Just over a week ago, I wrote a post commenting on top funder manager Anthony Bolton’s observation that the CEOs of charities are more important to the success of their organisations than the CEOs of companies. This was provoked by our publication of NPC’s guide to analysing charities, The little blue book.

We received a great response to the post and it was featured by Tactical Philanthropy and The Chronicle of Philanthropy. But the last week has led me to reflect on it in a more critical light.

I still think that charity CEOs are more important than the bosses of companies. But, I wonder, is this a good thing? Do charities depend too much on their chief executive? And are there are times when their position can lead CEOs to go too far?

Relying on a single person for a large number of important tasks carries an obvious risk, particularly when it comes to replacing them. One of the questions that NPC always asks when analysing a charity is the ‘what happens when the CEO goes under a bus?’ (although we tend to phrase it a little more delicately). Over the years, it has been a cautionary tale to see many charities fall by the wayside after the departure of their influential leaders.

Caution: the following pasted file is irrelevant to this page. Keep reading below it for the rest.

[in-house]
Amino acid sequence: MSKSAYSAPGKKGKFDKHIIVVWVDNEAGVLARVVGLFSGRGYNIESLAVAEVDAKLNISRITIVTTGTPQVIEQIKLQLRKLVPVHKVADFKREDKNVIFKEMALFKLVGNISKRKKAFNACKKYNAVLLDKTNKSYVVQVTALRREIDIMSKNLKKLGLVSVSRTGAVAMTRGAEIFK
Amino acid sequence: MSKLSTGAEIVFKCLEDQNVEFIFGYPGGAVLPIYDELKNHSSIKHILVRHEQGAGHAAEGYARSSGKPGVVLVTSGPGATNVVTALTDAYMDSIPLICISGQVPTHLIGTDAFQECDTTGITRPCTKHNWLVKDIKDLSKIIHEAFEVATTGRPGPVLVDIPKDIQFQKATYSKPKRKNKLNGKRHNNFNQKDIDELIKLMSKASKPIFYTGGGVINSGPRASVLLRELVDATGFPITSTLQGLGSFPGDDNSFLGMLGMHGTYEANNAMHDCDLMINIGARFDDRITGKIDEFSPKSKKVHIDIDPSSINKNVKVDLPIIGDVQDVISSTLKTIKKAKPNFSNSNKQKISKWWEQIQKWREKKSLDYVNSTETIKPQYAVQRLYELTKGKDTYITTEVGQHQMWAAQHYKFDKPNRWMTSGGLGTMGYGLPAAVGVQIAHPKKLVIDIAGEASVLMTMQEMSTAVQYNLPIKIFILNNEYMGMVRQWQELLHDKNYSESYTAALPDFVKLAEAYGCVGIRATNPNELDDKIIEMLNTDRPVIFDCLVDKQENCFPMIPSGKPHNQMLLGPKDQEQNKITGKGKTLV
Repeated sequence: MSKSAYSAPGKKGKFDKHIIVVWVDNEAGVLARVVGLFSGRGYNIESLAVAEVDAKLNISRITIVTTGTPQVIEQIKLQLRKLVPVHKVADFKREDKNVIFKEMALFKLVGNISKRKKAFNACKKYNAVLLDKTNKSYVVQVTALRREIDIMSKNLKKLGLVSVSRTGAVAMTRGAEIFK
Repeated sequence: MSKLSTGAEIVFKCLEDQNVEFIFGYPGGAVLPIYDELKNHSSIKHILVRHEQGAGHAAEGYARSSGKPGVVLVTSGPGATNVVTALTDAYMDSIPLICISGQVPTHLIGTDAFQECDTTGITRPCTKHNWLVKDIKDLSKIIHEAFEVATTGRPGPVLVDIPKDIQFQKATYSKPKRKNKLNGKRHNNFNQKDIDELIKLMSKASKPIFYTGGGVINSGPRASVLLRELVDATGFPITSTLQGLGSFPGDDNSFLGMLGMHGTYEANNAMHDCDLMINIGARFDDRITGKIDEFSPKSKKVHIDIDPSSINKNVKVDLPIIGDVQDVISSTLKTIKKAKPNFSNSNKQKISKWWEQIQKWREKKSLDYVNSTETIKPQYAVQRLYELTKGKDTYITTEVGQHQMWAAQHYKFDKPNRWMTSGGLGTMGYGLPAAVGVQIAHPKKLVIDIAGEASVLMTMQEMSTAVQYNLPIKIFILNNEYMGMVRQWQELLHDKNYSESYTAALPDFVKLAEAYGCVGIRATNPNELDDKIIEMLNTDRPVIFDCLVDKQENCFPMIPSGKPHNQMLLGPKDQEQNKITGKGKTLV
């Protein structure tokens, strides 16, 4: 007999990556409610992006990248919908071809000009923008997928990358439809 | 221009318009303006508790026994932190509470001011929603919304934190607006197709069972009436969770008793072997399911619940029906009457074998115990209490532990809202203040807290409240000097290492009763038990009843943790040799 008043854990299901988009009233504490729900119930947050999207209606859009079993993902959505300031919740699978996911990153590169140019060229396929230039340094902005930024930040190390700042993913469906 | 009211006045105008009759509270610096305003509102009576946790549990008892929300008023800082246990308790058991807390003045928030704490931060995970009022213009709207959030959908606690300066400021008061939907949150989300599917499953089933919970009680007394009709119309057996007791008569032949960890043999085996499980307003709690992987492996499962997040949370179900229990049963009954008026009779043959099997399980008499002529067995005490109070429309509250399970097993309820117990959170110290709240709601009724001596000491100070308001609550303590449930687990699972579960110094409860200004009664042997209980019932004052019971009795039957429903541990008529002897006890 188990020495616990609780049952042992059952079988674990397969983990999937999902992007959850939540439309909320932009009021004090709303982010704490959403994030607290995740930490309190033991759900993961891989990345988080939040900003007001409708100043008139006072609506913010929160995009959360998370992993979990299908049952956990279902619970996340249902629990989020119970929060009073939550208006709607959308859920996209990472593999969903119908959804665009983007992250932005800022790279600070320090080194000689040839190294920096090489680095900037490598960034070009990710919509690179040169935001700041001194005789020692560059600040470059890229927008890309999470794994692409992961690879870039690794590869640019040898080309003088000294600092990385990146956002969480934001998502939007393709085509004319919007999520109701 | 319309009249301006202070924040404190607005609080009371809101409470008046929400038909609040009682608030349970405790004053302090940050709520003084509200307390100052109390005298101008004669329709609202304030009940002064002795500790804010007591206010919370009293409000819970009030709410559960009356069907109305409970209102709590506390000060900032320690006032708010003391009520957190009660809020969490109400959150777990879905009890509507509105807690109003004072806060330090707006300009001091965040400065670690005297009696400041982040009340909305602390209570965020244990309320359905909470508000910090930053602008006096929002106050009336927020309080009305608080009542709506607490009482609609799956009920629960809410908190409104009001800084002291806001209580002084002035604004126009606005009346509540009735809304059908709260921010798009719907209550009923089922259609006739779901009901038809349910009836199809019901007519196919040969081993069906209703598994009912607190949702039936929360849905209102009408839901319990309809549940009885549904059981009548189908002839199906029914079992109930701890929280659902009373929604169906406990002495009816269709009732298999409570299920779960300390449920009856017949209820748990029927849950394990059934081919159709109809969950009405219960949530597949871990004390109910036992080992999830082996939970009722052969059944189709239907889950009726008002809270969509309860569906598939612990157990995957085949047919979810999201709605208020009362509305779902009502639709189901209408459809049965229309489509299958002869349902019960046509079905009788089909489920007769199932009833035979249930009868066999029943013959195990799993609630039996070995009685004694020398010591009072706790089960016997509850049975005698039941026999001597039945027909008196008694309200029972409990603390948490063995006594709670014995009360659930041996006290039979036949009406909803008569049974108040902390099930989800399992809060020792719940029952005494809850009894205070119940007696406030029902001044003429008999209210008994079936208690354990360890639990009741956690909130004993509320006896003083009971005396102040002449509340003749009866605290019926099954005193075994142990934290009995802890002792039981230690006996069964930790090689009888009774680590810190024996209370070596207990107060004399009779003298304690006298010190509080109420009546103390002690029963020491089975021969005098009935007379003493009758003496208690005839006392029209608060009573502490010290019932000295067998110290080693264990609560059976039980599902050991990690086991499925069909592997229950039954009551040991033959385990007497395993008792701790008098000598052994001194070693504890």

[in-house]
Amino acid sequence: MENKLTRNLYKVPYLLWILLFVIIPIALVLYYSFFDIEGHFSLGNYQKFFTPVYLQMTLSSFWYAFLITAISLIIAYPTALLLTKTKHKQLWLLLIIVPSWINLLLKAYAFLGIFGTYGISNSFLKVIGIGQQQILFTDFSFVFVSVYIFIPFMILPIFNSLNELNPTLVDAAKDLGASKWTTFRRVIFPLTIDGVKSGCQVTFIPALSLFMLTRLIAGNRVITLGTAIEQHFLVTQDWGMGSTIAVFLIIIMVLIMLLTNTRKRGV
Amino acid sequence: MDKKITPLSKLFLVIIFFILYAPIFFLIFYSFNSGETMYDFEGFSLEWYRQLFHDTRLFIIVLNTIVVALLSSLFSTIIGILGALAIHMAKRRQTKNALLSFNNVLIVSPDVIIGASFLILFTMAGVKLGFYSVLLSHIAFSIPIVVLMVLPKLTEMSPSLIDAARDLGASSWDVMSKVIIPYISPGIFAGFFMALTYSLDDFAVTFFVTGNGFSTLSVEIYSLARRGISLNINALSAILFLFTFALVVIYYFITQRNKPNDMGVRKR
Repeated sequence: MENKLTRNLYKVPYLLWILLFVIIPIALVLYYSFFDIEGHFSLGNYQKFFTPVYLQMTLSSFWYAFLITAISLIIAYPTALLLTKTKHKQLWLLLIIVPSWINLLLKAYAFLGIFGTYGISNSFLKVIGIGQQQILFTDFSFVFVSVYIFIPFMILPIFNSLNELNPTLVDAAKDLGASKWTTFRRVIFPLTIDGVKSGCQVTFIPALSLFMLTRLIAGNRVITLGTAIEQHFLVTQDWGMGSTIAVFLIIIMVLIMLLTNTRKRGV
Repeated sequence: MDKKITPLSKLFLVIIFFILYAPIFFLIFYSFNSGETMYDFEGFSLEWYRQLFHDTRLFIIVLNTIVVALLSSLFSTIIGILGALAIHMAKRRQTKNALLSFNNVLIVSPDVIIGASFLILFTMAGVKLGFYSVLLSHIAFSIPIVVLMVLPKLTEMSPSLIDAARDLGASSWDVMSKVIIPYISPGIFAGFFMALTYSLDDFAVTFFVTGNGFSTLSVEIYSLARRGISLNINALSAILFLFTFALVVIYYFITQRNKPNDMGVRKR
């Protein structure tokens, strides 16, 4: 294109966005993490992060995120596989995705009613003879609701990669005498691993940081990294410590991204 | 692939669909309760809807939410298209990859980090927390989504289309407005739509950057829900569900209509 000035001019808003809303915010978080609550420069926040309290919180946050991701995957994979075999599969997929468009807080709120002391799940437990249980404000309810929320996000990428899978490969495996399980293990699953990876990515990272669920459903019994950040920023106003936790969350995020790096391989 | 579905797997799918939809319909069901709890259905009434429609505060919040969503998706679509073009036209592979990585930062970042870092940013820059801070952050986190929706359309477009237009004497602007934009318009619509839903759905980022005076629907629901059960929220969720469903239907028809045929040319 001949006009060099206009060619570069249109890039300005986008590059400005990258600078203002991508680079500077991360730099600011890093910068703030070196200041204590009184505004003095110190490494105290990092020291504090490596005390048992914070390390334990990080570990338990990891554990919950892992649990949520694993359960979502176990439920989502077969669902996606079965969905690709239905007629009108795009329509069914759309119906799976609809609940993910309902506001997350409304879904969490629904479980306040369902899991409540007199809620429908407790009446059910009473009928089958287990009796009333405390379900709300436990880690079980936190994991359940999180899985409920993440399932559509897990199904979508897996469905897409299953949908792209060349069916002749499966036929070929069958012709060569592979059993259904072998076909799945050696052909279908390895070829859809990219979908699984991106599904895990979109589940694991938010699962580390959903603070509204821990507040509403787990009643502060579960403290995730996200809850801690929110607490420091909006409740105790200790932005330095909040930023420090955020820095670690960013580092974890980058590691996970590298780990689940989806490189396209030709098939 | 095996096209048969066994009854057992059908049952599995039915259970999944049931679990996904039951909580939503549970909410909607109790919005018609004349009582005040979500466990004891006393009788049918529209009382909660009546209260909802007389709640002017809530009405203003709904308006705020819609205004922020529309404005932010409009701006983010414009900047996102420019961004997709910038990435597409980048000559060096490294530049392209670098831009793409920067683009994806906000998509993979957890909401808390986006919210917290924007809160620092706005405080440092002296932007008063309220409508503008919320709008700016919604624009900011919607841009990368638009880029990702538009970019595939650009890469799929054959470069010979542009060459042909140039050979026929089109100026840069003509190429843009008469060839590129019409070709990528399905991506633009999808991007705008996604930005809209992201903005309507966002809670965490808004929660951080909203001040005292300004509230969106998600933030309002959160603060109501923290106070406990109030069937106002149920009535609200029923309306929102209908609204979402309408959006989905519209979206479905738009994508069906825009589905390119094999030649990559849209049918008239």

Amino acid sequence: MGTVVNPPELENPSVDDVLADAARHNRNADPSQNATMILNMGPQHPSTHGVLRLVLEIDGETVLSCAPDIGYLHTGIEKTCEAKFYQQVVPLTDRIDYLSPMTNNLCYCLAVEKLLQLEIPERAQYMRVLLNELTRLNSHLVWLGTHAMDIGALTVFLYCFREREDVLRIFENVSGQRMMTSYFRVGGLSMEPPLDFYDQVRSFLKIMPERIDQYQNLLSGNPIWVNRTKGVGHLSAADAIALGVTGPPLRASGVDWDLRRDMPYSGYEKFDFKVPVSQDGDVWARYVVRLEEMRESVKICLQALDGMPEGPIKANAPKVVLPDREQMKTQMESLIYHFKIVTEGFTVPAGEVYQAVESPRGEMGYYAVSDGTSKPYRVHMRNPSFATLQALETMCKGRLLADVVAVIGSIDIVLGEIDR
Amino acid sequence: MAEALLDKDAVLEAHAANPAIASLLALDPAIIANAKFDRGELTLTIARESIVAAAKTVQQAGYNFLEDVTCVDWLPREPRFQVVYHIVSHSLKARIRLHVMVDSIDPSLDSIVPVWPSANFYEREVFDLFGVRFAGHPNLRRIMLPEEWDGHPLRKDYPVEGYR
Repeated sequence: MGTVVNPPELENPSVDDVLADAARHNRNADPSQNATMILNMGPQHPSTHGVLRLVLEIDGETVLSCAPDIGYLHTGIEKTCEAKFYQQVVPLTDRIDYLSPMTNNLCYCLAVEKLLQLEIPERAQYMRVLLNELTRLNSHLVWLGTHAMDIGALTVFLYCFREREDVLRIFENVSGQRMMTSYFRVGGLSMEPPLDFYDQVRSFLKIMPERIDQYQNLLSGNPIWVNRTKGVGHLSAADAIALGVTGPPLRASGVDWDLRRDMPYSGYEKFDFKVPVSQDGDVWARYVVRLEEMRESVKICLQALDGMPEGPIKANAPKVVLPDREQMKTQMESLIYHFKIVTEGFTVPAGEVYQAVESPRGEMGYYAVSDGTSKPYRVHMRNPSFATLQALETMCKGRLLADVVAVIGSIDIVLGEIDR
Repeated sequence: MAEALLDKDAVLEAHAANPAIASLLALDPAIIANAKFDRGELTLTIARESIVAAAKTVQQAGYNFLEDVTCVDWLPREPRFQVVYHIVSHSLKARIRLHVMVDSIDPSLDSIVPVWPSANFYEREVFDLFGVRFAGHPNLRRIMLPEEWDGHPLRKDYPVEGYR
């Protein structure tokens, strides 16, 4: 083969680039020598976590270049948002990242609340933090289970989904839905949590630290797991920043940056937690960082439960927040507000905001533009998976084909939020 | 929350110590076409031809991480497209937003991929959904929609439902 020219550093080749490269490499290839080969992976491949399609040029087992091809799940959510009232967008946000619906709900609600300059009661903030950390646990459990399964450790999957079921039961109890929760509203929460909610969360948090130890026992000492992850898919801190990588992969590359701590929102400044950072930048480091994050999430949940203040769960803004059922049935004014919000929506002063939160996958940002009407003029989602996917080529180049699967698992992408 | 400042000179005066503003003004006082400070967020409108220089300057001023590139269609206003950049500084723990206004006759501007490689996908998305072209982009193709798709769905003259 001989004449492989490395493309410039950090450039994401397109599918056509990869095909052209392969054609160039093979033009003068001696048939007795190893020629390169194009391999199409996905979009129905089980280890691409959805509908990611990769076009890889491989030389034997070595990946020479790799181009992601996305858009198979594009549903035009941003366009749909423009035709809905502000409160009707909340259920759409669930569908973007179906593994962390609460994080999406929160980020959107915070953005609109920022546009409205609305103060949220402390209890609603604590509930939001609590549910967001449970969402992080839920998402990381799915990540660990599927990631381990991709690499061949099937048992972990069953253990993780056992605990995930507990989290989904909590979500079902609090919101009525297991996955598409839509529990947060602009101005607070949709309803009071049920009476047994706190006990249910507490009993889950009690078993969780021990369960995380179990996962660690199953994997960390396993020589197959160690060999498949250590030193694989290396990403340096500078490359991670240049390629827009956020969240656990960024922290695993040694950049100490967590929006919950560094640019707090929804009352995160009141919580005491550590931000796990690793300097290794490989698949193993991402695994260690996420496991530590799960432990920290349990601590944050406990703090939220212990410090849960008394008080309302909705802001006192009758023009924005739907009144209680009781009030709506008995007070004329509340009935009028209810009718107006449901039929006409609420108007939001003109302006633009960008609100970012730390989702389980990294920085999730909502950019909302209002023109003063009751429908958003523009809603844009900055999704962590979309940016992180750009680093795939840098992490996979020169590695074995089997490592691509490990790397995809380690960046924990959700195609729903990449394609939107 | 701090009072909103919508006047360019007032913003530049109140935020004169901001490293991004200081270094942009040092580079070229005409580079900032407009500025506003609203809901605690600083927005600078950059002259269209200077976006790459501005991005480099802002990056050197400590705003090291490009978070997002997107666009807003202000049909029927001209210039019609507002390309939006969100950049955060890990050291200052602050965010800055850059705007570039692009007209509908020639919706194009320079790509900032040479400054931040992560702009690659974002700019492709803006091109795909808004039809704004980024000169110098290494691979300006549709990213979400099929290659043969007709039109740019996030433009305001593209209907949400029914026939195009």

The importance and stature of charity CEOs can also pose risks to the day-to-day running of an organisation. The most effective charities have a strong board that supports the chief executive. However, as we noted in our trusteeship report last year, governance in charities is often weak. Where this occurs, it risks a situation where the CEO is the undisputed top dog and doesn’t receive enough challenge to his or her decisions.

Where this is allowed to happen, there are no winners. Thankfully this is the rare exception rather than the rule. But NPC has seen examples of all-powerful CEOs, we’ve seen tussles between the board and CEO which end in the resignation of the whole board, and we’ve seen CEOs running their charities into the ground.

A leader that is too important, too powerful or relied on for too many things is not healthy for any organisation. Of course the problems noted here are also a risk to companies. But the relative importance of charity CEOs means that those of us who worry about charities should be even more alert to them.

Footer